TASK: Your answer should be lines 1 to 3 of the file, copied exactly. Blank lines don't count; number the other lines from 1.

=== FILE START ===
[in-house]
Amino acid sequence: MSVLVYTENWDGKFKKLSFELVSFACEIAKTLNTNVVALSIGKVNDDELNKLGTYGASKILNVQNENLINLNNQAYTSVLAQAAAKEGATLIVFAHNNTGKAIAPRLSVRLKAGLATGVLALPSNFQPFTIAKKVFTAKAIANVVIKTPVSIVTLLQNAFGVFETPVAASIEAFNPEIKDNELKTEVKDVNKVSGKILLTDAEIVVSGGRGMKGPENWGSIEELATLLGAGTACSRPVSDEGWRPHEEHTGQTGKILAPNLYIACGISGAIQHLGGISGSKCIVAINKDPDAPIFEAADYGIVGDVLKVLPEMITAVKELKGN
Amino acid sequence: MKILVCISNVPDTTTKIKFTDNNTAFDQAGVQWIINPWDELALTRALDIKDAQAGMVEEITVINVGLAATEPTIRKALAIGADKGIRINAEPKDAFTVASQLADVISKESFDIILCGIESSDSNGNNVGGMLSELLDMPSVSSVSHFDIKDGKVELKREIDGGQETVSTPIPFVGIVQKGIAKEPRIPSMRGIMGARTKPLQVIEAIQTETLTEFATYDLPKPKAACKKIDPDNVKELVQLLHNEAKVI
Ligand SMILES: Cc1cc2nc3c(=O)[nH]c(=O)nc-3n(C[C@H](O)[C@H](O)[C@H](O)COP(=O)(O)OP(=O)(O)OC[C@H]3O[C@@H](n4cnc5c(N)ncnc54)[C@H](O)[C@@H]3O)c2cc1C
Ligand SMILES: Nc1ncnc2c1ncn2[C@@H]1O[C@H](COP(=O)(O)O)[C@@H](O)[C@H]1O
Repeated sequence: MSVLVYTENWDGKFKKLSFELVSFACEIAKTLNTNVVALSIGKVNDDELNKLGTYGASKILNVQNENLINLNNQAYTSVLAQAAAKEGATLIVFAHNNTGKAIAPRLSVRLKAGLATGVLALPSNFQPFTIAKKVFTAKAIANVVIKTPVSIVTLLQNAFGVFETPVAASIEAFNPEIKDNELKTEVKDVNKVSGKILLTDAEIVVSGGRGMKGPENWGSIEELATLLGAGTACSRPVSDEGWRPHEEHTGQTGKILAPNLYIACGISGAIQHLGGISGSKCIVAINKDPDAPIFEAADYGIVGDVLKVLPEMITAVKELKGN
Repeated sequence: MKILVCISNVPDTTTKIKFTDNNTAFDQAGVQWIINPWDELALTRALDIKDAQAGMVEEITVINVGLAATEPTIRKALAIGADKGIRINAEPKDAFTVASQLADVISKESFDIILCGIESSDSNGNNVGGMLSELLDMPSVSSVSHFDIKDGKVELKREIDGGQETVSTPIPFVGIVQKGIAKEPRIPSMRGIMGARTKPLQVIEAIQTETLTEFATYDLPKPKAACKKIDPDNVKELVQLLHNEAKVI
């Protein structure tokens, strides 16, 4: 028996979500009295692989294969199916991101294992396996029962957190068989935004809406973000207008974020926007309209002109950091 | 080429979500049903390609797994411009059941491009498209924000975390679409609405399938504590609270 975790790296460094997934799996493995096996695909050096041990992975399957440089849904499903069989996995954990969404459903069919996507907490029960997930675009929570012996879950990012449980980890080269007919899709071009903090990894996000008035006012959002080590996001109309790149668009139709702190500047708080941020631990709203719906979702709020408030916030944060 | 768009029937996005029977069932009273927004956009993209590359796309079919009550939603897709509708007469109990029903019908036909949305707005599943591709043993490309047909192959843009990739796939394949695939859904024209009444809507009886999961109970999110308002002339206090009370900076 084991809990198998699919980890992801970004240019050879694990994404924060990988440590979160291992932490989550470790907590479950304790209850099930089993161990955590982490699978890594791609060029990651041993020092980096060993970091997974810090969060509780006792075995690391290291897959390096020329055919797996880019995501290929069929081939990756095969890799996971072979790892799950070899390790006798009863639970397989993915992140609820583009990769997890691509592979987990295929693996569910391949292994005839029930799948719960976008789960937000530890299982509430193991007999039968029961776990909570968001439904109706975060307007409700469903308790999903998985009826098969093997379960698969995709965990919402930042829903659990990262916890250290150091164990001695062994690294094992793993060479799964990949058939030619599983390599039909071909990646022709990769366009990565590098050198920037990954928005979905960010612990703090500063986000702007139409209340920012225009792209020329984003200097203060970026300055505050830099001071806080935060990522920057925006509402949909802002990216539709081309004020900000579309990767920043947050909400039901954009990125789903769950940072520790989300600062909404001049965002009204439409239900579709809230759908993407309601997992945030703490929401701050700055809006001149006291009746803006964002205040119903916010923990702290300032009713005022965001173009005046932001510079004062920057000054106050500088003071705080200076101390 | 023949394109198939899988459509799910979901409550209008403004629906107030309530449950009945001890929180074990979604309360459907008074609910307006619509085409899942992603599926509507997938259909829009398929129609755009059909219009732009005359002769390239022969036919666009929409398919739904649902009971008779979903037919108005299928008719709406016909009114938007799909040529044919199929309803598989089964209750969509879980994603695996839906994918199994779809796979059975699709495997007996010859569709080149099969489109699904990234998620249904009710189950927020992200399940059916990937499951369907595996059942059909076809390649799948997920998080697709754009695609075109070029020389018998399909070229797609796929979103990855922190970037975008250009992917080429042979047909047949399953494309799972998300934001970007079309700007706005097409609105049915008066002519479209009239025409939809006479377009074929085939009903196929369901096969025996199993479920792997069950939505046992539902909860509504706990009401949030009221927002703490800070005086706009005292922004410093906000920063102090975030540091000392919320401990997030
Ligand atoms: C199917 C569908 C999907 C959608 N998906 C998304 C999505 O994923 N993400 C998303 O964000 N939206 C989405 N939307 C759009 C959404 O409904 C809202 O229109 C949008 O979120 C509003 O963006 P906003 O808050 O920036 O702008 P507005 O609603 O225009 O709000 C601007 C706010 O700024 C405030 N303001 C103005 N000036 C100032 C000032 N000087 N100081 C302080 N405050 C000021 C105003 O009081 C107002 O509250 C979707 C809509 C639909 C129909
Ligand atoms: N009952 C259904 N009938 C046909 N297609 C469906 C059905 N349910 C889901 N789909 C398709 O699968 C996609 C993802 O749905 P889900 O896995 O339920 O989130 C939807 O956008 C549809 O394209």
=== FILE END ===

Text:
[in-house]
Amino acid sequence: MSVLVYTENWDGKFKKLSFELVSFACEIAKTLNTNVVALSIGKVNDDELNKLGTYGASKILNVQNENLINLNNQAYTSVLAQAAAKEGATLIVFAHNNTGKAIAPRLSVRLKAGLATGVLALPSNFQPFTIAKKVFTAKAIANVVIKTPVSIVTLLQNAFGVFETPVAASIEAFNPEIKDNELKTEVKDVNKVSGKILLTDAEIVVSGGRGMKGPENWGSIEELATLLGAGTACSRPVSDEGWRPHEEHTGQTGKILAPNLYIACGISGAIQHLGGISGSKCIVAINKDPDAPIFEAADYGIVGDVLKVLPEMITAVKELKGN
Amino acid sequence: MKILVCISNVPDTTTKIKFTDNNTAFDQAGVQWIINPWDELALTRALDIKDAQAGMVEEITVINVGLAATEPTIRKALAIGADKGIRINAEPKDAFTVASQLADVISKESFDIILCGIESSDSNGNNVGGMLSELLDMPSVSSVSHFDIKDGKVELKREIDGGQETVSTPIPFVGIVQKGIAKEPRIPSMRGIMGARTKPLQVIEAIQTETLTEFATYDLPKPKAACKKIDPDNVKELVQLLHNEAKVI